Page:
I have lost count of how many Bone Scans I have had over the last 2 and a half years, I think this is number 12!
Just arrived at Nuclear Medicine and sitting waiting for the injection before my 3 hour wait for the scan.
Today is made a bit more complicated as I am due a CT Scan after the Bone Scan, and so it could be a long day.
Although I should get used to it as I am back here on Tuesday for a PSMA PET Scan, which will be a first for me and is part of the Vision Trial.
Well I was called in on time today and soon had a cannula fitted and the radioactive injection was done.
I asked if they could leave the cannula in as I had a CT scan and they were happy with that. They also had a quick look at the scan roster and suggested I try and get the CT scan done now.
So I popped down to the 2nd floor and they said I could have the scan now, result 😁.
So I quickly got changed into a rather fetching gown!
The big bandage on my arm was to protect the cannula.
I was soon lying on the scanner bed and the radiographer started to prep the cannula for connection to the Contrast Fluid.
I felt a warm trickle down my arm, it was blood!
One of the valves in the cannula was in the wrong position and blood was coming out. I called the radiographer and she quickly closed the valve and cleaned my arm.
In no time the scan was done and I was getting off the scanner bed. I asked if they would take the cannula out and they said no so they wrapped it once more.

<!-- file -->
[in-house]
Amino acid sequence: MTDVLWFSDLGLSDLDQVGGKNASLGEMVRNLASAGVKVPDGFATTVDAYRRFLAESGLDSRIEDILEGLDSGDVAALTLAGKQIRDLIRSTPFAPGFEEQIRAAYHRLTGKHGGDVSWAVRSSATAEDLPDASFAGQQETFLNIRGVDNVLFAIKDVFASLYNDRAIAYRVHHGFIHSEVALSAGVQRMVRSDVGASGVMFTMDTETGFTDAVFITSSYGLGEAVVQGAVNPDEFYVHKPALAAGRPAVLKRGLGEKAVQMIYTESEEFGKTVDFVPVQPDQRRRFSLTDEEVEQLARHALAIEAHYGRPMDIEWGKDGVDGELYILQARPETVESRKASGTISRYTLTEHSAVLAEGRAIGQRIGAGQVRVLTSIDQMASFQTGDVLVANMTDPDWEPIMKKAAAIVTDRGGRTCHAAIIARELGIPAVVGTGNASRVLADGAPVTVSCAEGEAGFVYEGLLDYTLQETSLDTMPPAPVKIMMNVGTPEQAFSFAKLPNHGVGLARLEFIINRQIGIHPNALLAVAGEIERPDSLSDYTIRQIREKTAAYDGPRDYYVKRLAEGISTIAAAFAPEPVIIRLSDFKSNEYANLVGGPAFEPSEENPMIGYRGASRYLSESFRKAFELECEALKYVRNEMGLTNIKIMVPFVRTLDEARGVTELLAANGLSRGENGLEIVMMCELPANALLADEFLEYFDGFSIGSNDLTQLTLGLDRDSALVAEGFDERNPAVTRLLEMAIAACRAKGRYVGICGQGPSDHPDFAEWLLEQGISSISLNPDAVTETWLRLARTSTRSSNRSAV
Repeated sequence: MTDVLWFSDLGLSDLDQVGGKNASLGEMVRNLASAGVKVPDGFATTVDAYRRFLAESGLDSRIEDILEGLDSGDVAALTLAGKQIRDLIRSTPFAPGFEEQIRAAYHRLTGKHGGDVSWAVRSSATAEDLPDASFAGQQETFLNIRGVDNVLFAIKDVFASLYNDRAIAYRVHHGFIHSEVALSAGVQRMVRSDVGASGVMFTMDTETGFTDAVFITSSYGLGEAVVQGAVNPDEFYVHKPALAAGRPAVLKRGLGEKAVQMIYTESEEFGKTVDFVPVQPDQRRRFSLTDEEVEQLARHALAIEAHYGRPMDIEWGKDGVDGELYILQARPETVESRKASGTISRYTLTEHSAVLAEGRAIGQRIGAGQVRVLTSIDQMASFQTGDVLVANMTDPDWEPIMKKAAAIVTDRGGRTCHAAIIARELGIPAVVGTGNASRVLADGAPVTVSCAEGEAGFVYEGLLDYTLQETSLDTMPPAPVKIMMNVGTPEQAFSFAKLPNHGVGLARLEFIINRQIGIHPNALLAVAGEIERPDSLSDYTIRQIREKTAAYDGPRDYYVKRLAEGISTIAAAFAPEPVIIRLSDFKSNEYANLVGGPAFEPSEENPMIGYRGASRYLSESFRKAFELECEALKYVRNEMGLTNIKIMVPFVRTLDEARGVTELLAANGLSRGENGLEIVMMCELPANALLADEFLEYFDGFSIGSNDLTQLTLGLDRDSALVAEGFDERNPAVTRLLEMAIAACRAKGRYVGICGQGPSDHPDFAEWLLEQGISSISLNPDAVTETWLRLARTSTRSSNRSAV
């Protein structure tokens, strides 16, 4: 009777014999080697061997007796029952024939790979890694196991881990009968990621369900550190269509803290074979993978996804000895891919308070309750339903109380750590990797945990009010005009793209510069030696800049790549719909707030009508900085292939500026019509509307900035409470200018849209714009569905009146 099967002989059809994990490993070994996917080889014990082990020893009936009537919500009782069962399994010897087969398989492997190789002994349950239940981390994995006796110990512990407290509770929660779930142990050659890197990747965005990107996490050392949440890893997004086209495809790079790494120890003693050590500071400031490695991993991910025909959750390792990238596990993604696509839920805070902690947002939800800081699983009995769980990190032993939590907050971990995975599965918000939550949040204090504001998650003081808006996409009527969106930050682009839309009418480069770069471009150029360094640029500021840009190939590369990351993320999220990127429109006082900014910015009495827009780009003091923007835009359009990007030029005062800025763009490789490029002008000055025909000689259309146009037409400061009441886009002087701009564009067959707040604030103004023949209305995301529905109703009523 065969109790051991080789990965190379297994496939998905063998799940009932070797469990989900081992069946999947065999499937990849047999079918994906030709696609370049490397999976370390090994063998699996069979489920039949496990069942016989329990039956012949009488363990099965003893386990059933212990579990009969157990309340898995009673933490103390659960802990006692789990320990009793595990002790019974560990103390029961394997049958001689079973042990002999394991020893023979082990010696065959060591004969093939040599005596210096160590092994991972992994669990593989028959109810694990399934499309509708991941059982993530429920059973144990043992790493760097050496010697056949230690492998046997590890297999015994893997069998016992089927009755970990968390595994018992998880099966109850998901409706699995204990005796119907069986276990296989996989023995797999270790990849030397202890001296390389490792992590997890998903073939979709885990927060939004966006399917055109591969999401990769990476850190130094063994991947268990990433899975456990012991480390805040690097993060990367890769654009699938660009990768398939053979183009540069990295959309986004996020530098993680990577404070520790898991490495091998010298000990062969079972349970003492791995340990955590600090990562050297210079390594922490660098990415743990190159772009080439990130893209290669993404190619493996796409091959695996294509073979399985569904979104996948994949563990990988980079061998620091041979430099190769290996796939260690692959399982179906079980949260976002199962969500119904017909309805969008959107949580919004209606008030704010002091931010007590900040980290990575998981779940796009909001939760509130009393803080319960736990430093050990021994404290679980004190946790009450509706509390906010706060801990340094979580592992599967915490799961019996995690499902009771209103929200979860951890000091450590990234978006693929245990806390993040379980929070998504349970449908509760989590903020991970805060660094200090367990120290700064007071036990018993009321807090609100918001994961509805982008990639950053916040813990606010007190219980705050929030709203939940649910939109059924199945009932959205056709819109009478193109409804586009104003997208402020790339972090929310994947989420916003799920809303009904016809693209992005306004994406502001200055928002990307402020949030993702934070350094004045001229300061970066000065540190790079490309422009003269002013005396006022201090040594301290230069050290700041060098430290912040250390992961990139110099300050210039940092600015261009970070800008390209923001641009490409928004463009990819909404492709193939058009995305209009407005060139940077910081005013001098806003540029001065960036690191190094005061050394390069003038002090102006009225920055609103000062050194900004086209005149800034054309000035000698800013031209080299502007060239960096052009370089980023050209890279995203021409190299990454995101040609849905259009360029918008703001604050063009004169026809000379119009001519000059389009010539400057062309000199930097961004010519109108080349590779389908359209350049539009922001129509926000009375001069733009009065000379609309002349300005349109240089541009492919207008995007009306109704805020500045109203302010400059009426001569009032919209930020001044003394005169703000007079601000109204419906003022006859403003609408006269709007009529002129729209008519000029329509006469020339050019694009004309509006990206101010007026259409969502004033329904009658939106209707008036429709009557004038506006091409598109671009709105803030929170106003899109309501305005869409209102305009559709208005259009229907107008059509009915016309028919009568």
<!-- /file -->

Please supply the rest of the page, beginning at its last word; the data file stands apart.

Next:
As I started to get dressed again I felt that warm trickle once more and saw blood running down my arm.
I got the radiographers attention and they adjusted the cannula once more and redressed it.
Then I finished getting dressed and headed straight back to Nuclear Medicine and asked them to take the cannula out, which they quickly did.
After all I didn’t want to be eating lunch with blood trickling down my arm!
So now I have three hours to wait, what to get for lunch?
So the hours passed and I was back at Nuclear Medicine for my 3pm scan. I didn’t wait long and I was asked to empty my bladder and take a seat outside the room which held the scanner.
While I was waiting one of the staff went to a machine on the wall which looked like a hand dryer with a display screen on it and held her hands underneath it.
She started to look concerned and tried again.
The nurse who was with me said that it wouldn’t work as I was radioactive, pointing at me.
I was about 4 feet from the machine and it would seem that I was producing enough radiation to effect the machine which is some sort of device for measuring radiation on staff hands.
Something like a Geiger Counter.
I was now intrigued but got called in for my bone scan which took about 20 minutes and the results should be with my oncologist for my Outpatients Appointment on Wednesday.
And then I was free to go.
But with my curiousity peaked I went to the Geiger Counter and stood in front of it.
The reading rose to those in the image.
I then put my hands under the device and got the following results.
cps is Counts Per Second and is a way of measuring ionizing radiation.
While I had had only a small amount of radiation it was clearly higher than the norm but what surprised me is how far it radiated out from me, I expected it to be very localised.
The radiation in me will decay fairly quickly but I do wonder what the cumulative effect is given that I have now had about 12 bone scans and am having a PET Scan on Tuesday?
This will hopefully be followed up by 6 radioactive treatments as part of the Vision Trial.
I will have to try and wander past this Geiger Counter in future weeks and see how it reacts!
But the big questions is…….
Do I glow in the dark😉